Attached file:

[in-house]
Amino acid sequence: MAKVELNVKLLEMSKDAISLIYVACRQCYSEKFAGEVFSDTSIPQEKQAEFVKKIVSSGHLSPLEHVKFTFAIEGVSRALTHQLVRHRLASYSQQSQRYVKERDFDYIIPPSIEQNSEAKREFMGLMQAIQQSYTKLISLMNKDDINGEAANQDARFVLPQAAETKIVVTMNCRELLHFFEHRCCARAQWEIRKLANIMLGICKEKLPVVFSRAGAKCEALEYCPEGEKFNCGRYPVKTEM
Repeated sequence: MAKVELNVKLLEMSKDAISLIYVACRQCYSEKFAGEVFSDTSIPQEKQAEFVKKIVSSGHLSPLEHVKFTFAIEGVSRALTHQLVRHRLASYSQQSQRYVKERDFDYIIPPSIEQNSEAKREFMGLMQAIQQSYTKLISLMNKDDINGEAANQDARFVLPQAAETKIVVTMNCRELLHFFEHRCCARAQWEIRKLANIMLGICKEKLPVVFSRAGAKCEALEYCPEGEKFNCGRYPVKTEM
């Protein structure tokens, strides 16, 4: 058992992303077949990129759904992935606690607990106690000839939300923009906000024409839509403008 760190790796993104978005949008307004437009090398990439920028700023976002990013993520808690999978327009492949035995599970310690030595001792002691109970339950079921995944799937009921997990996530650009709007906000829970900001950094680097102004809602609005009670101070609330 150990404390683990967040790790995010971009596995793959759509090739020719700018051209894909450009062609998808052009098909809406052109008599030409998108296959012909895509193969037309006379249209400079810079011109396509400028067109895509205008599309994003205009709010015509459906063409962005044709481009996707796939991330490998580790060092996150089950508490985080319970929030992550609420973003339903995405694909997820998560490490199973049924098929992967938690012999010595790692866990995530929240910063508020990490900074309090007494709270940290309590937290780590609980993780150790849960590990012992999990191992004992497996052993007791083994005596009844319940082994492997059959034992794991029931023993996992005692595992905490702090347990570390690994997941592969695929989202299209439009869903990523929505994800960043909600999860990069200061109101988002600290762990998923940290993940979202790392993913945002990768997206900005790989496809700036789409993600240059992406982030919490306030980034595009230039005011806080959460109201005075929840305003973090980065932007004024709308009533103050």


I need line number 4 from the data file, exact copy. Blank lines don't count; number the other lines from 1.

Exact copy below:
């Protein structure tokens, strides 16, 4: 058992992303077949990129759904992935606690607990106690000839939300923009906000024409839509403008 760190790796993104978005949008307004437009090398990439920028700023976002990013993520808690999978327009492949035995599970310690030595001792002691109970339950079921995944799937009921997990996530650009709007906000829970900001950094680097102004809602609005009670101070609330 150990404390683990967040790790995010971009596995793959759509090739020719700018051209894909450009062609998808052009098909809406052109008599030409998108296959012909895509193969037309006379249209400079810079011109396509400028067109895509205008599309994003205009709010015509459906063409962005044709481009996707796939991330490998580790060092996150089950508490985080319970929030992550609420973003339903995405694909997820998560490490199973049924098929992967938690012999010595790692866990995530929240910063508020990490900074309090007494709270940290309590937290780590609980993780150790849960590990012992999990191992004992497996052993007791083994005596009844319940082994492997059959034992794991029931023993996992005692595992905490702090347990570390690994997941592969695929989202299209439009869903990523929505994800960043909600999860990069200061109101988002600290762990998923940290993940979202790392993913945002990768997206900005790989496809700036789409993600240059992406982030919490306030980034595009230039005011806080959460109201005075929840305003973090980065932007004024709308009533103050």